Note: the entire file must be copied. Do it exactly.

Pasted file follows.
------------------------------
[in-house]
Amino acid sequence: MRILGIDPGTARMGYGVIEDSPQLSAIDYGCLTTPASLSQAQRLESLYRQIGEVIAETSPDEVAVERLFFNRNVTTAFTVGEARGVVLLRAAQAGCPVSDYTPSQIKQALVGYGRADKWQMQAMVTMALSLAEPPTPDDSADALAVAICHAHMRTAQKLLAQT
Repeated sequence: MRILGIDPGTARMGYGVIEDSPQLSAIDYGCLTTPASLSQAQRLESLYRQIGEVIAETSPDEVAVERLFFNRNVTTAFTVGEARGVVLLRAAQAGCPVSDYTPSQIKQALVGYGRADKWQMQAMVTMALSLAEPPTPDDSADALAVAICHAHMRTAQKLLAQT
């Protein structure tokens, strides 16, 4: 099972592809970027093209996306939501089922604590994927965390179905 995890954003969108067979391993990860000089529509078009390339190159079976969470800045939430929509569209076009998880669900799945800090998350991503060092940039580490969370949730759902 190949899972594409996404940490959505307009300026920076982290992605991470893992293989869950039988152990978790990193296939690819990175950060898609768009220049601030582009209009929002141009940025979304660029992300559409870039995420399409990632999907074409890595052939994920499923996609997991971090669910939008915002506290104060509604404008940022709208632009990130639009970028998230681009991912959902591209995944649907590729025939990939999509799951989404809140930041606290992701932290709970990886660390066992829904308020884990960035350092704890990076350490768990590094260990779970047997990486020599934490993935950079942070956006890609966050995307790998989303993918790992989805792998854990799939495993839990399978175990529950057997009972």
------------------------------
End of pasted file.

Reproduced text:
[in-house]
Amino acid sequence: MRILGIDPGTARMGYGVIEDSPQLSAIDYGCLTTPASLSQAQRLESLYRQIGEVIAETSPDEVAVERLFFNRNVTTAFTVGEARGVVLLRAAQAGCPVSDYTPSQIKQALVGYGRADKWQMQAMVTMALSLAEPPTPDDSADALAVAICHAHMRTAQKLLAQT
Repeated sequence: MRILGIDPGTARMGYGVIEDSPQLSAIDYGCLTTPASLSQAQRLESLYRQIGEVIAETSPDEVAVERLFFNRNVTTAFTVGEARGVVLLRAAQAGCPVSDYTPSQIKQALVGYGRADKWQMQAMVTMALSLAEPPTPDDSADALAVAICHAHMRTAQKLLAQT
């Protein structure tokens, strides 16, 4: 099972592809970027093209996306939501089922604590994927965390179905 995890954003969108067979391993990860000089529509078009390339190159079976969470800045939430929509569209076009998880669900799945800090998350991503060092940039580490969370949730759902 190949899972594409996404940490959505307009300026920076982290992605991470893992293989869950039988152990978790990193296939690819990175950060898609768009220049601030582009209009929002141009940025979304660029992300559409870039995420399409990632999907074409890595052939994920499923996609997991971090669910939008915002506290104060509604404008940022709208632009990130639009970028998230681009991912959902591209995944649907590729025939990939999509799951989404809140930041606290992701932290709970990886660390066992829904308020884990960035350092704890990076350490768990590094260990779970047997990486020599934490993935950079942070956006890609966050995307790998989303993918790992989805792998854990799939495993839990399978175990529950057997009972």